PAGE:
P.S. Here’s the official definition of an organization map from the BIZBOK® Guide: “An organization map is a business blueprint that depicts business units, organizational decomposition, and other types of organization-oriented relationships (beyond the traditional hierarchical view).”

What do you mean by business unit?

Even though the domain is called organization, the component that we focus on in the business architecture is primarily the business unit. The BIZBOK® Guide mapping technique includes three types of business units:

  • Internal Business Units – These are the internal business units within your organization that would typically come to mind. Your organization may call them different things (e.g., divisions, departments, units, etc.), but in business architecture we refer to them all as business units.
  • External Business Units – These are partners of any type such as your vendors, strategic alliances, regulatory bodies, etc.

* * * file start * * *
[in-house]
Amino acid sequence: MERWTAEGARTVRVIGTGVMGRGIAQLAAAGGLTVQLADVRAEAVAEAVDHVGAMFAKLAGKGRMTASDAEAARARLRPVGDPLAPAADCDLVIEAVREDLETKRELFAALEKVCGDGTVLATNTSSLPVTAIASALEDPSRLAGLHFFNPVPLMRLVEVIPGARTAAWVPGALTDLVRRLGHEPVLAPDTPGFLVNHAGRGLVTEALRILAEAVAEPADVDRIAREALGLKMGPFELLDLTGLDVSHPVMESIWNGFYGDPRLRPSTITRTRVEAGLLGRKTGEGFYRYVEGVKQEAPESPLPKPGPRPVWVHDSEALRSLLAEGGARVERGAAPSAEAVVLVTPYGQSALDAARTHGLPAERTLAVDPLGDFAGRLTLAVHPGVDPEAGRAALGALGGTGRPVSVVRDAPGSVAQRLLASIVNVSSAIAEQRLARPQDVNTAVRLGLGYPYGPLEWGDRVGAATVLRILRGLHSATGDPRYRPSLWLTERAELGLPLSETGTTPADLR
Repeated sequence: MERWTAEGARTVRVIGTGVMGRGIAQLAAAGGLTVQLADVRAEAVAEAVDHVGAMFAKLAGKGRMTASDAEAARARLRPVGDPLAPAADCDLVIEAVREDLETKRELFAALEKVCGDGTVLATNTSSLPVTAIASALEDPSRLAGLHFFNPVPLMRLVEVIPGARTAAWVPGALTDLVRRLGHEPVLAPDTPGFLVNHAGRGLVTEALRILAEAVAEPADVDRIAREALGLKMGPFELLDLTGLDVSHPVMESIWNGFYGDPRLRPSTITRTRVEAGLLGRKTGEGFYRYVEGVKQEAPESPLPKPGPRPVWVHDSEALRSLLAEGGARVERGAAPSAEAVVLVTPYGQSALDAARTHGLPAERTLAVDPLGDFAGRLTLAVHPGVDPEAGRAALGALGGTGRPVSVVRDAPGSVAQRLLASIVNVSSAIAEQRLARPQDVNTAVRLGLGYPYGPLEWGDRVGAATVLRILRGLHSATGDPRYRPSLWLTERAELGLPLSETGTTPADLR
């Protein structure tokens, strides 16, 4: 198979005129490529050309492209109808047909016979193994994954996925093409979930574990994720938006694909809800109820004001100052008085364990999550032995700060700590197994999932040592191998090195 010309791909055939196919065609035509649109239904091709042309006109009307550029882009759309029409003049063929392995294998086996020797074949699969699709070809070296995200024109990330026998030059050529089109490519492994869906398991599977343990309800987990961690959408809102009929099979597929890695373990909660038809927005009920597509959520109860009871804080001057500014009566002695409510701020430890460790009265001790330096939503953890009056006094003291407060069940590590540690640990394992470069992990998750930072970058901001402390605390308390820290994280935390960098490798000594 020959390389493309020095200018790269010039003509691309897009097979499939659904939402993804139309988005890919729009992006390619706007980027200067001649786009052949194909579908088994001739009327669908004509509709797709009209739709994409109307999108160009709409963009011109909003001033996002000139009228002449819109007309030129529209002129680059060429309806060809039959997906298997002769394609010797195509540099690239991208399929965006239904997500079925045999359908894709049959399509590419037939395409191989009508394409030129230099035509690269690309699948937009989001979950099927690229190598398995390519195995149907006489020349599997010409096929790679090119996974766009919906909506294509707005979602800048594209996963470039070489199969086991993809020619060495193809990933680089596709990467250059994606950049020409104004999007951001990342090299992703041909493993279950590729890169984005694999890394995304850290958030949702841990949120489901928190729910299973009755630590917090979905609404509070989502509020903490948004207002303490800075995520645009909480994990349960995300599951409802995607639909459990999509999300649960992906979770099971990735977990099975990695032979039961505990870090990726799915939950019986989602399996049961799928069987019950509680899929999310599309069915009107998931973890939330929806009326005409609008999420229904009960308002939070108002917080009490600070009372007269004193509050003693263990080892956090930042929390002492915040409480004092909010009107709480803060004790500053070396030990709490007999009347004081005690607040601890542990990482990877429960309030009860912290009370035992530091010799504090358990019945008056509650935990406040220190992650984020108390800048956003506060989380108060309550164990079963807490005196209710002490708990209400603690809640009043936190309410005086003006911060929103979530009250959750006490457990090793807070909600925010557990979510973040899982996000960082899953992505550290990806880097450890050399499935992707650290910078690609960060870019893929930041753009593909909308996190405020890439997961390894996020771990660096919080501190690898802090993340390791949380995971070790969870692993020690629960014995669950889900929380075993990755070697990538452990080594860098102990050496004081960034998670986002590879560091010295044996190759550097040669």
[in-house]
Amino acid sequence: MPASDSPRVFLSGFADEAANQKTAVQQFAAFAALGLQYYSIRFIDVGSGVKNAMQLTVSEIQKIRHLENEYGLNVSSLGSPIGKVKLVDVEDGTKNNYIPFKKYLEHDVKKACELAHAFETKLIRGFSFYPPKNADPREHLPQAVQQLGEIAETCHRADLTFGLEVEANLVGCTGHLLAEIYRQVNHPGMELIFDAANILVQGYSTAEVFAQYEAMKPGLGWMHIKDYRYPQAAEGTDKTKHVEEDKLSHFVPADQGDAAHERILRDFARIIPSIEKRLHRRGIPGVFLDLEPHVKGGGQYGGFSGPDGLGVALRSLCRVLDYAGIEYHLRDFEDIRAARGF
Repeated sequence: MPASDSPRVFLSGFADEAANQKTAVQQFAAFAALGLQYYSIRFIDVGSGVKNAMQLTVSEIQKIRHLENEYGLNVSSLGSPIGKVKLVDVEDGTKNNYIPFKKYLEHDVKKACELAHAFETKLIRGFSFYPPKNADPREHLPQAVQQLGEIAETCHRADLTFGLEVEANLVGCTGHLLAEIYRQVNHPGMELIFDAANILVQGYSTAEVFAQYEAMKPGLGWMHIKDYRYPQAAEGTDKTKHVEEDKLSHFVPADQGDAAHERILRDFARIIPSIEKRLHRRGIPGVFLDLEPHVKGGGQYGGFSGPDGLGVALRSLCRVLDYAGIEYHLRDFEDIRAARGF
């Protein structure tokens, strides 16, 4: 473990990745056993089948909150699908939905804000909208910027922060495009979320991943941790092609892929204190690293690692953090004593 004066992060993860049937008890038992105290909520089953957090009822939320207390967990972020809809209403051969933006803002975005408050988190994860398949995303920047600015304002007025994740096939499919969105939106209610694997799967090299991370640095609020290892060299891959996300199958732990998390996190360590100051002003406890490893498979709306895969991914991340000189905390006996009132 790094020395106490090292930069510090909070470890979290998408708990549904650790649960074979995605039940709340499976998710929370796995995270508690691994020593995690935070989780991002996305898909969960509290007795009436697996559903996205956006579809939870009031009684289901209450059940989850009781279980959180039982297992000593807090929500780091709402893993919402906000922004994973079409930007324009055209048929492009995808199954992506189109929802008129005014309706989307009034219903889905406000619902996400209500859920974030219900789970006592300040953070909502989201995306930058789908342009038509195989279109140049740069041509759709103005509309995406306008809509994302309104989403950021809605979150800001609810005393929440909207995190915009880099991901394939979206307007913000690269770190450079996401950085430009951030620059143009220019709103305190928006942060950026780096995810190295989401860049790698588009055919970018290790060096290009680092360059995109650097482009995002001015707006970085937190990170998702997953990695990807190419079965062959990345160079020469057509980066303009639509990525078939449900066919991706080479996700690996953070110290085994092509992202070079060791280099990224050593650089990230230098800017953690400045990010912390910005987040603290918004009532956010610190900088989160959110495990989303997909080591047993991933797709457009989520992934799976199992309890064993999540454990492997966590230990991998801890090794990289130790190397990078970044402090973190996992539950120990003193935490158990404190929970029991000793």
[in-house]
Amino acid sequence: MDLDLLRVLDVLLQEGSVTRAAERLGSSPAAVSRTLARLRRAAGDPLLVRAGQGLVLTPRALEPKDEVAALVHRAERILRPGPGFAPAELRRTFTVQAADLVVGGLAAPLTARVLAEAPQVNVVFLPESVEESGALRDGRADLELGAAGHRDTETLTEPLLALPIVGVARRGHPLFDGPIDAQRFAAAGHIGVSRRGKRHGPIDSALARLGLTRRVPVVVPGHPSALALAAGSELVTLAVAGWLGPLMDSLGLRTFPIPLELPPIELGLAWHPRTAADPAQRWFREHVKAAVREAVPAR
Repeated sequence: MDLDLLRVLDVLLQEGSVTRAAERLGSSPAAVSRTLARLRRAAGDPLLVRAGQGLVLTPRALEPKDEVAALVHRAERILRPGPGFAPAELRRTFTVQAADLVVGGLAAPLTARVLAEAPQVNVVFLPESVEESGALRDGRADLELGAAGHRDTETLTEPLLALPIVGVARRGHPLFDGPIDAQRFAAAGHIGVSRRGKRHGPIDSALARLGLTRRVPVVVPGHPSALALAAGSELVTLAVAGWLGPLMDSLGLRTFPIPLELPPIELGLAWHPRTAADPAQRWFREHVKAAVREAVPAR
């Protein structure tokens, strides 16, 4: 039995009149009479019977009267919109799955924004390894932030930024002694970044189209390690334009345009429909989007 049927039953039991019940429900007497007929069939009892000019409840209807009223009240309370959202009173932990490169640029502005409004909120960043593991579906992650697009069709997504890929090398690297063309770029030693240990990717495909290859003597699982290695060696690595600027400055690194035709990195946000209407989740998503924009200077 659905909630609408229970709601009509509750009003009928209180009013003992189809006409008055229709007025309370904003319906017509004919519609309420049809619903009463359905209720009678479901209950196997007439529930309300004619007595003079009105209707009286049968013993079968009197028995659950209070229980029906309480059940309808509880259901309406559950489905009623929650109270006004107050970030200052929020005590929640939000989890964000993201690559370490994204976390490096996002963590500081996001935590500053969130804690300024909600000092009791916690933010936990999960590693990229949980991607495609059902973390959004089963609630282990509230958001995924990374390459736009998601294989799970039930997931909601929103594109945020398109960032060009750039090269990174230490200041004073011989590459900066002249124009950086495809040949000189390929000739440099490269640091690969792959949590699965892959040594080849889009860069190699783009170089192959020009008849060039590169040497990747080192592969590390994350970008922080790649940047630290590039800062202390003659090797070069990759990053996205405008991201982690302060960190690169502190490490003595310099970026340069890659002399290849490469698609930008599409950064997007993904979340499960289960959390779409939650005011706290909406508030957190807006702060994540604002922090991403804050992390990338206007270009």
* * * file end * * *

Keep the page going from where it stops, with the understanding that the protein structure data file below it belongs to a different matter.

• Collaborative Teams – These are your informal structures such as true collaborative teams, steering committees, governance bodies, councils, teams (including agile teams), etc.

The fact that we can include these three different types of business units in our mapping greatly expands its usefulness. We can support many different business usage scenarios and a broad range of insights – all from an apolitical lens.

How are business units different than stakeholders?

Here are a few pointers to help you differentiate them within the business architecture:

  • Business units are based on actual structures where stakeholders are abstractions.
  • Business units are groups of people related to functional or organizational structures where stakeholders are individuals. For example: